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Market your photos to conservation organizations

By Matt Miller
People relate to stories and places, not jargon and reports—a fact that most conservation organizations recognize. Your photos can help convey those stories.
As an editor who purchases photos for conservation publications, brochures, Web sites and interpretive signs, I’m often asked how to break into this market.
In reality, following the basics will serve you well. Know something about the organization and its publications before submitting. Deliver quality photos that meet the request. Don’t try to sell photos that have little to do with the editor’s request or the organization’s mission.
Every organization is different and will have different needs for publications. That said, there are photos that I consistently need and many other conservation editors often need these as well. Provide these photos and you can develop a steady market.
1. People! Stunning vistas are nice. Many organizations, though, recognize that people are an integral part of the conservation equation. Most lands and waters are used by people who live, work or play there. I don’t just want wide-open landscapes. I want people in them. People responsibly recreating and enjoying the outdoors is always a photo need for conservation organizations. You’ll get extra attention if the photos are of kids or families.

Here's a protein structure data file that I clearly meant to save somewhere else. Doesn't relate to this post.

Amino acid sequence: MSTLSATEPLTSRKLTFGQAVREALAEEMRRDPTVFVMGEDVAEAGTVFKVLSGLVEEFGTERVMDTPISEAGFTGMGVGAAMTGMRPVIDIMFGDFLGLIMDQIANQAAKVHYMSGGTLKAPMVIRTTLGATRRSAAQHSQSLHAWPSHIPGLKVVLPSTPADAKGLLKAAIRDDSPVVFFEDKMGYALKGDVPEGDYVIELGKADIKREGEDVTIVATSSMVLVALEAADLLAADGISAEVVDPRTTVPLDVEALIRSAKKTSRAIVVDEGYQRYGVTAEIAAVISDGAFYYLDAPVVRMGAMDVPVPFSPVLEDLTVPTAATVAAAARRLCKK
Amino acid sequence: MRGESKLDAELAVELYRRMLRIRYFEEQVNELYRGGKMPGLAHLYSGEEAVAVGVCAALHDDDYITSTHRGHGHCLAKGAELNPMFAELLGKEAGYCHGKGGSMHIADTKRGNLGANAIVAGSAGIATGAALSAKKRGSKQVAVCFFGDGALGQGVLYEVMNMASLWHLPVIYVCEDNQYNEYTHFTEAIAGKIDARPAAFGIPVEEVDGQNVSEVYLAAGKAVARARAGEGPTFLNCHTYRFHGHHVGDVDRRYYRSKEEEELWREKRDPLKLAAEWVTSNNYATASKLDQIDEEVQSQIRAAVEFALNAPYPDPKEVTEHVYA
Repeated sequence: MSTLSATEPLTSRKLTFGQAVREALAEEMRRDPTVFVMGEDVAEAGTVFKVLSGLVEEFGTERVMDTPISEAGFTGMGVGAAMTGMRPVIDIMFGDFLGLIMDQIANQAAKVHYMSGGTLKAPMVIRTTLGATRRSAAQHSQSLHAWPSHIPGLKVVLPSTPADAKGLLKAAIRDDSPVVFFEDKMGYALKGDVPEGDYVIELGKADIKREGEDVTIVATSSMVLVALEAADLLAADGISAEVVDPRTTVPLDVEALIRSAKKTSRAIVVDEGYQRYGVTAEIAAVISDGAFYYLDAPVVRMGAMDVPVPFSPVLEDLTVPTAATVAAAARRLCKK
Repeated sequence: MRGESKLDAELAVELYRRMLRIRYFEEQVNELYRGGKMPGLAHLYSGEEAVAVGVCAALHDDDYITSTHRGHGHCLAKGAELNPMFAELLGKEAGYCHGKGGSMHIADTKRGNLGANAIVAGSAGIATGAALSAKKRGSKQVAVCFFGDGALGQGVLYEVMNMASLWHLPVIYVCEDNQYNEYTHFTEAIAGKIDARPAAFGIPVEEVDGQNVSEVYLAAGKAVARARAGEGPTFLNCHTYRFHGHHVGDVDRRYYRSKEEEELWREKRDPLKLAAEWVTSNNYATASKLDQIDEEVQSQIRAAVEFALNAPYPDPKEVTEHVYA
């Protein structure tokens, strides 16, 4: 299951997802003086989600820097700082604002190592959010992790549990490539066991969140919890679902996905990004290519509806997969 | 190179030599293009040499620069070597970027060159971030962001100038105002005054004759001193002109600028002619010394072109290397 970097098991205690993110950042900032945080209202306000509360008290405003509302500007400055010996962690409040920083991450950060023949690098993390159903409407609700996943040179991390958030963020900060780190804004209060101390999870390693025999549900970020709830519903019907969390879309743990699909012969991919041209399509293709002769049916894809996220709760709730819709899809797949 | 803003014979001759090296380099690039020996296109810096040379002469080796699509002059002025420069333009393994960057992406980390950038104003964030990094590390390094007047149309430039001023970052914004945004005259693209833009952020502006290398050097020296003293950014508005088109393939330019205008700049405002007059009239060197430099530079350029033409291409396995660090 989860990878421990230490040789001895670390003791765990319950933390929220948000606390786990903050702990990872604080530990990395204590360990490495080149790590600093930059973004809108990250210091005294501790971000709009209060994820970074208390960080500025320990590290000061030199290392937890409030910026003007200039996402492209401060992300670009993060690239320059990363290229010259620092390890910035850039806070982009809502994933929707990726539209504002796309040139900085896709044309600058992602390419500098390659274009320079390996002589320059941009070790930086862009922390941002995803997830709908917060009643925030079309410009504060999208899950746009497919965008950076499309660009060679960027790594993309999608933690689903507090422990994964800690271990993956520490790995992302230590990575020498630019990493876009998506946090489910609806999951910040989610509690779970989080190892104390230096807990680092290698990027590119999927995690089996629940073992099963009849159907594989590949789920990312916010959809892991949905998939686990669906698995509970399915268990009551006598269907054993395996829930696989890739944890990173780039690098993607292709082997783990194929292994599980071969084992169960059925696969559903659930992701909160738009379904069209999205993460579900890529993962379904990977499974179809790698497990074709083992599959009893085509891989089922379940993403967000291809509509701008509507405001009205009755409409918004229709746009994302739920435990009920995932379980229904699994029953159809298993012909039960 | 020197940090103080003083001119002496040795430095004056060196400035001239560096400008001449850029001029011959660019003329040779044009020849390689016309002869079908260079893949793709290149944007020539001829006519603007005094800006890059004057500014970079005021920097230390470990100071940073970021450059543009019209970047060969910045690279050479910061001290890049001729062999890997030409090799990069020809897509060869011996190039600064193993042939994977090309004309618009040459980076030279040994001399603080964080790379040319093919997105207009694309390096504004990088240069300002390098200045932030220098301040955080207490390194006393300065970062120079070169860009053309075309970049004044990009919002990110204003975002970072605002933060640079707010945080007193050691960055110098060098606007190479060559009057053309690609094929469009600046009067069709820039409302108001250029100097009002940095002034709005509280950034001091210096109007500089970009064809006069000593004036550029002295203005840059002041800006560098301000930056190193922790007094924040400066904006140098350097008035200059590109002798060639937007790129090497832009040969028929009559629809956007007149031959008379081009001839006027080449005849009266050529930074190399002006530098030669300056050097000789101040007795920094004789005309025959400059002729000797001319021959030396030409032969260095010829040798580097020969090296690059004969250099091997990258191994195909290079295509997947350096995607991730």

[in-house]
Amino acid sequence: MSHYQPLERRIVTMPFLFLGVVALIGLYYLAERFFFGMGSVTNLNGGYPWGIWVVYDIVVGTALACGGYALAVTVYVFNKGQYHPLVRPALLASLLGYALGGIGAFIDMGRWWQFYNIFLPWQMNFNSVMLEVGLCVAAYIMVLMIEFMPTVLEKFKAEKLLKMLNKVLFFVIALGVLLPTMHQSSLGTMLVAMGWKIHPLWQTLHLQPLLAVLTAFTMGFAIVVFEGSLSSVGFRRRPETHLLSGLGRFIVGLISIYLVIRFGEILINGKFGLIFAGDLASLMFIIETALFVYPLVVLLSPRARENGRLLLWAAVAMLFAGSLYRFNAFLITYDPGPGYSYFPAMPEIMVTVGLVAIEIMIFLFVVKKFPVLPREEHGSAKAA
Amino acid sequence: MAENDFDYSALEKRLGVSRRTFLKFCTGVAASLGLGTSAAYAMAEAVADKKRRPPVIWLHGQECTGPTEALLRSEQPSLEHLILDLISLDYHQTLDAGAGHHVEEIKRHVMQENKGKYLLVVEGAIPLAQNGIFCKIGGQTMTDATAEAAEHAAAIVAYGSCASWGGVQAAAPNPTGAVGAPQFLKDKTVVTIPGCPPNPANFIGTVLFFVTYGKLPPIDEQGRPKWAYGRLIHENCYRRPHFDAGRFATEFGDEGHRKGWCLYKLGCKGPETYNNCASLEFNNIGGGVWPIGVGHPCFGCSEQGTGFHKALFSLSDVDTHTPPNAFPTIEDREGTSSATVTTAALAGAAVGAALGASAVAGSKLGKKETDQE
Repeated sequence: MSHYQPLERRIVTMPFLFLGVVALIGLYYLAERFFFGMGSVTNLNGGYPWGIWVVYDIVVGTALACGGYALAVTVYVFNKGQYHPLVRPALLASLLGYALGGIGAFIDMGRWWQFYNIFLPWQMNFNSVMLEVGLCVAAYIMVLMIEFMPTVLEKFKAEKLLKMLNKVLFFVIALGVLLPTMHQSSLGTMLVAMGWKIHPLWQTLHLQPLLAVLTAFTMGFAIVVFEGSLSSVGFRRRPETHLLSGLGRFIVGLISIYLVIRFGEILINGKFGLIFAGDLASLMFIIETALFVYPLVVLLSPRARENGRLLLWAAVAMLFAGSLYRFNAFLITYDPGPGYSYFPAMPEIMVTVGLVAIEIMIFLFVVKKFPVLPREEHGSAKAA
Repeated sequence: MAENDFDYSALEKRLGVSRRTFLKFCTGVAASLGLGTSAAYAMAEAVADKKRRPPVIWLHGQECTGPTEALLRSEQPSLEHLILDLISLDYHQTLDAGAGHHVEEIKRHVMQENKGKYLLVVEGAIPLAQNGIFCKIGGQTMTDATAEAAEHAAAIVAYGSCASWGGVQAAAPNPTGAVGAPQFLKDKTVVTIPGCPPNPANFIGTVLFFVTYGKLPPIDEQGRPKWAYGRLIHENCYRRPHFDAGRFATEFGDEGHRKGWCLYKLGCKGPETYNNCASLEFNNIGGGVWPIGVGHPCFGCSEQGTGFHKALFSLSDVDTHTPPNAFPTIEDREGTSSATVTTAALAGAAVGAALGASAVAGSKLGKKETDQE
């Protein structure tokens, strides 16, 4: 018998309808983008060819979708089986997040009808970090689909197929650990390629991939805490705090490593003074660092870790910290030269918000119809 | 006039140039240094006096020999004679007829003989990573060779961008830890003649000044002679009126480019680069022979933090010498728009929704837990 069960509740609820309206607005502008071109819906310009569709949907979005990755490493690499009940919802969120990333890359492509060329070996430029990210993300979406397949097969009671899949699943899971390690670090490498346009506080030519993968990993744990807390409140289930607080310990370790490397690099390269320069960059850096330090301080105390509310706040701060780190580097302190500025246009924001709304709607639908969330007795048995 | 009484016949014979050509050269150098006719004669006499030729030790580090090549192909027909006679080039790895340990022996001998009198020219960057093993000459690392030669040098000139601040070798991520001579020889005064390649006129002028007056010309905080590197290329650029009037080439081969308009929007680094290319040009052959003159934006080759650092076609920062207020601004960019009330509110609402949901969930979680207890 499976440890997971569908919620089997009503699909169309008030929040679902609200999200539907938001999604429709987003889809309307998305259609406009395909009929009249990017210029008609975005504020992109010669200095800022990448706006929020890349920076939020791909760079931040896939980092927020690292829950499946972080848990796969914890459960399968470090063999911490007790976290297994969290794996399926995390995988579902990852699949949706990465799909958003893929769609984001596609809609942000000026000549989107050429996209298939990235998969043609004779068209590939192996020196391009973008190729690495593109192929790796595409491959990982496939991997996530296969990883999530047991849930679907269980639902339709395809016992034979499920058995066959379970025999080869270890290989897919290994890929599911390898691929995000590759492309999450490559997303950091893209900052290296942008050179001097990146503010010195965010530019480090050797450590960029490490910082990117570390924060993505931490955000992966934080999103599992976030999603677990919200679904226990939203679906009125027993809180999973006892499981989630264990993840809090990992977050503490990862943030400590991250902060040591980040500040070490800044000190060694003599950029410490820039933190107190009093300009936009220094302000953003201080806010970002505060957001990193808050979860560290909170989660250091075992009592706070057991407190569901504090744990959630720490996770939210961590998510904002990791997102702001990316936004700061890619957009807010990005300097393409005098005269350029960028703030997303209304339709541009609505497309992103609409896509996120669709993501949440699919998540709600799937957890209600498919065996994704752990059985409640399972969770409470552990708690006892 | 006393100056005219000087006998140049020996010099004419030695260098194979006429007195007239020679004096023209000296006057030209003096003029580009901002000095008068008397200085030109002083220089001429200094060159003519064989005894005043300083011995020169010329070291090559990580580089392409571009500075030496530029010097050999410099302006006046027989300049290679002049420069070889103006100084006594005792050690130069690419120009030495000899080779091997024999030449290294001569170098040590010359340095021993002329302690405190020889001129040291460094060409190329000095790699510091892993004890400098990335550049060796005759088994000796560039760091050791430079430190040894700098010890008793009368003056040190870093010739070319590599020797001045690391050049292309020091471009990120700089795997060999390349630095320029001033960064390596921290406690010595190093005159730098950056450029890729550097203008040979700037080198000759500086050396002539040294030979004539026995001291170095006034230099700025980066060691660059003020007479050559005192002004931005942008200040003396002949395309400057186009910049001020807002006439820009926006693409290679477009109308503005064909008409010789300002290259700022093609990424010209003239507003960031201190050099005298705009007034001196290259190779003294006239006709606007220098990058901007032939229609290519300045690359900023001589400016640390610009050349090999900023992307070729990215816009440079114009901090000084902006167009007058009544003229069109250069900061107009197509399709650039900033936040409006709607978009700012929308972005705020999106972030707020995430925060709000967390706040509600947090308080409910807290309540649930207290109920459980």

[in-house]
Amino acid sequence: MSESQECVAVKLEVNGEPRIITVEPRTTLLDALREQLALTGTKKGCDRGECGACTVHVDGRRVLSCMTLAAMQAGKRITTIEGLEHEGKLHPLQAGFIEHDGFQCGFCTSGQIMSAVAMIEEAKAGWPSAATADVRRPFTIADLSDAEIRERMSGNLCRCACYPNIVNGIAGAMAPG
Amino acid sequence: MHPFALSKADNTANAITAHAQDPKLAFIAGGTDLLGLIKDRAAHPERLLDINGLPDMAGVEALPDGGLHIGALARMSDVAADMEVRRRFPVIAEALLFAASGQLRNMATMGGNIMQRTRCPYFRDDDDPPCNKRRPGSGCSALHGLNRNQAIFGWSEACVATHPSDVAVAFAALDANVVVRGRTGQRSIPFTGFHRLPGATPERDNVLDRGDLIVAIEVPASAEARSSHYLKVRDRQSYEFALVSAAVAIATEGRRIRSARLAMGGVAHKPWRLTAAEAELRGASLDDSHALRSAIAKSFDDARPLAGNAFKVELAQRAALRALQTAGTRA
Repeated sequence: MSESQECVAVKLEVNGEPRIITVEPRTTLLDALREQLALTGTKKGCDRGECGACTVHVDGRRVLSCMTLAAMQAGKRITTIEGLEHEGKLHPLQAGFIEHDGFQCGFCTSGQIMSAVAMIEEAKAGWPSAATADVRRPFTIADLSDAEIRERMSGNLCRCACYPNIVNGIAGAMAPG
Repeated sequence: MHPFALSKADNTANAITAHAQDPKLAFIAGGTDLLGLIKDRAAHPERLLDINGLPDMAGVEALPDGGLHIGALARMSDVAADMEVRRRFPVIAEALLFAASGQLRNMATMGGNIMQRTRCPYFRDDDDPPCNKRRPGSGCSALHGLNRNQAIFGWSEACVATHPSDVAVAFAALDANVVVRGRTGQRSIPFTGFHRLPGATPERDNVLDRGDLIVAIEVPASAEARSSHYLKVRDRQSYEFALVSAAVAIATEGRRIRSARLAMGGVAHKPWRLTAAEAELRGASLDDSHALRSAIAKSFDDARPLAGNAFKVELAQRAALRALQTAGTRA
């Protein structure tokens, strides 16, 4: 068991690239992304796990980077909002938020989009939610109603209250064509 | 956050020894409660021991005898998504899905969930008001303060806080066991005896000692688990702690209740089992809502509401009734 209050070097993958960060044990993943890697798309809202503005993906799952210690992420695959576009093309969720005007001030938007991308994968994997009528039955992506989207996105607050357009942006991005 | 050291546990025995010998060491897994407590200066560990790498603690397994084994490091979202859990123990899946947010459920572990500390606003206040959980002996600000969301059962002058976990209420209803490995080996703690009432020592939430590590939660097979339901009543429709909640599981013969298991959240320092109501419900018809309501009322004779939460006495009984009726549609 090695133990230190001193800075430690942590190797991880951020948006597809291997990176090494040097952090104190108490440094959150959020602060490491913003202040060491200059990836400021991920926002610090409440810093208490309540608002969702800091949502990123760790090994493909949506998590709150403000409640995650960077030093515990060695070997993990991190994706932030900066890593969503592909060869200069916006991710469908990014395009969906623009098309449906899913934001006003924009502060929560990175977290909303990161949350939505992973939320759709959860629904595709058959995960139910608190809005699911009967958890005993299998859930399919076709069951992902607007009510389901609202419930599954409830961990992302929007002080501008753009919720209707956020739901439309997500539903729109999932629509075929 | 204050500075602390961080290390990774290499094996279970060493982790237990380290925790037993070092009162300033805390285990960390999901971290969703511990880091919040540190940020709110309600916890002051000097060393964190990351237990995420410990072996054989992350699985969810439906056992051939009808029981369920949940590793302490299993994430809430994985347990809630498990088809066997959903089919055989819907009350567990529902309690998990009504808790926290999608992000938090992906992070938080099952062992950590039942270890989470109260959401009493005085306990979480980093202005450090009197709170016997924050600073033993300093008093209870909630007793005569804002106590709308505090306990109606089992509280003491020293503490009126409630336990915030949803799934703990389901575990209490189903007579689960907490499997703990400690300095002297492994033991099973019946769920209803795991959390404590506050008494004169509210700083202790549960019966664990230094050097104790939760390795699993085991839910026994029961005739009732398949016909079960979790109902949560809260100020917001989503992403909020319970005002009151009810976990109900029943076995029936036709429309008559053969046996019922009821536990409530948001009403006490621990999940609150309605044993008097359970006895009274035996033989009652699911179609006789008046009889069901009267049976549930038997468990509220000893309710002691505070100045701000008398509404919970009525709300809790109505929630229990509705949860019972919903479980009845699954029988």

2. Unusual or overlooked wildlife. Sure, I buy plenty of photos of elk, ducks and grizzly bears. But I also have excellent sources for those photos so I don’t need new ones. Songbirds, ground squirrels, mayflies and frogs—to name just a few—are difficult to find. If you have photos of unusual wildlife or plants, they are worth a submission. Many organizations use wildlife shots to fill in on the contents page and donations page, so the wildlife photos don’t have to coincide with a specific story.
3. Fish. A lot of organizations in the western United States focus on fish and river conservation. Good photos of salmon, native trout and other fish are always in demand. While I buy fishing images, I need more free-swimming fish.
4. Working Lands. The Nature Conservancy has a long history of working with ranchers, farmers and the forest products industry. Many other organizations are taking a similar approach. As such, I frequently need images of sustainable ranching, farming and forest harvest. Such photos often tell a compelling story, but many photographers mistakenly believe a conservation organization wouldn’t be interested in a photo of a cowboy or a logger. Check out organizational publications; you might be surprised.
5. Creative shots. We all know there are many free images on the Internet and many photographers who will sell their work cheaply. But as a professional, you’ll still sell photos because your work will help create a better publication and better connect members with the conservation work. But you may need to get creative. I see far too many snowy mountain peaks, but not enough spawned-out salmon. I have files of mule deer but almost never see a marten photo. Get creative and add conservation organizations to your marketing plan. It won’t make you rich, but you might just find some reliable new markets to supplement your business.

            Matt Miller is director of communications for The Nature Conservancy in Idaho and a member of OWAA’s board of directors. Follow him on two blogs, Idaho Nature Notes (www.idahonaturenotes.blogspot.com) and Cool Green Science (blog.nature.org/author/mmiler). Contact him at m_miller@tnc.org.
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